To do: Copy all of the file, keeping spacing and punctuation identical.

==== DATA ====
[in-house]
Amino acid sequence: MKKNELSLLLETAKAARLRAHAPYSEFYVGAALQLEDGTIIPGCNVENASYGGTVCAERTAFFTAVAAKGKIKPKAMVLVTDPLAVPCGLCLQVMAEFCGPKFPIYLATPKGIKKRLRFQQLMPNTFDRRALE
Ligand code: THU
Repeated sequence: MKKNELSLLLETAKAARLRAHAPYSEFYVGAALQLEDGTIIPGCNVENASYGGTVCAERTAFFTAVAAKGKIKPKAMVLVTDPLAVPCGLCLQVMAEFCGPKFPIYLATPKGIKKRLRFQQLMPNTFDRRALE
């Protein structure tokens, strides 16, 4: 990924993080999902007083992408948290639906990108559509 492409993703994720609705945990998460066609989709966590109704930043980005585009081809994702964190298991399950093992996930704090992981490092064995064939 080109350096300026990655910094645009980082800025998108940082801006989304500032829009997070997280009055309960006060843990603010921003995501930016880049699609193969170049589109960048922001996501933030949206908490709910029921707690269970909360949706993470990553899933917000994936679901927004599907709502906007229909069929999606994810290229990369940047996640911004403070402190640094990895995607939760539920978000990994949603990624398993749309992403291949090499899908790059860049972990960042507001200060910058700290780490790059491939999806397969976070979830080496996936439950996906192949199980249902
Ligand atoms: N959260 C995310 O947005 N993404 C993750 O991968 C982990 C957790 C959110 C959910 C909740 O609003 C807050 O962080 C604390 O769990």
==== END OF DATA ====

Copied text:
[in-house]
Amino acid sequence: MKKNELSLLLETAKAARLRAHAPYSEFYVGAALQLEDGTIIPGCNVENASYGGTVCAERTAFFTAVAAKGKIKPKAMVLVTDPLAVPCGLCLQVMAEFCGPKFPIYLATPKGIKKRLRFQQLMPNTFDRRALE
Ligand code: THU
Repeated sequence: MKKNELSLLLETAKAARLRAHAPYSEFYVGAALQLEDGTIIPGCNVENASYGGTVCAERTAFFTAVAAKGKIKPKAMVLVTDPLAVPCGLCLQVMAEFCGPKFPIYLATPKGIKKRLRFQQLMPNTFDRRALE
């Protein structure tokens, strides 16, 4: 990924993080999902007083992408948290639906990108559509 492409993703994720609705945990998460066609989709966590109704930043980005585009081809994702964190298991399950093992996930704090992981490092064995064939 080109350096300026990655910094645009980082800025998108940082801006989304500032829009997070997280009055309960006060843990603010921003995501930016880049699609193969170049589109960048922001996501933030949206908490709910029921707690269970909360949706993470990553899933917000994936679901927004599907709502906007229909069929999606994810290229990369940047996640911004403070402190640094990895995607939760539920978000990994949603990624398993749309992403291949090499899908790059860049972990960042507001200060910058700290780490790059491939999806397969976070979830080496996936439950996906192949199980249902
Ligand atoms: N959260 C995310 O947005 N993404 C993750 O991968 C982990 C957790 C959110 C959910 C909740 O609003 C807050 O962080 C604390 O769990």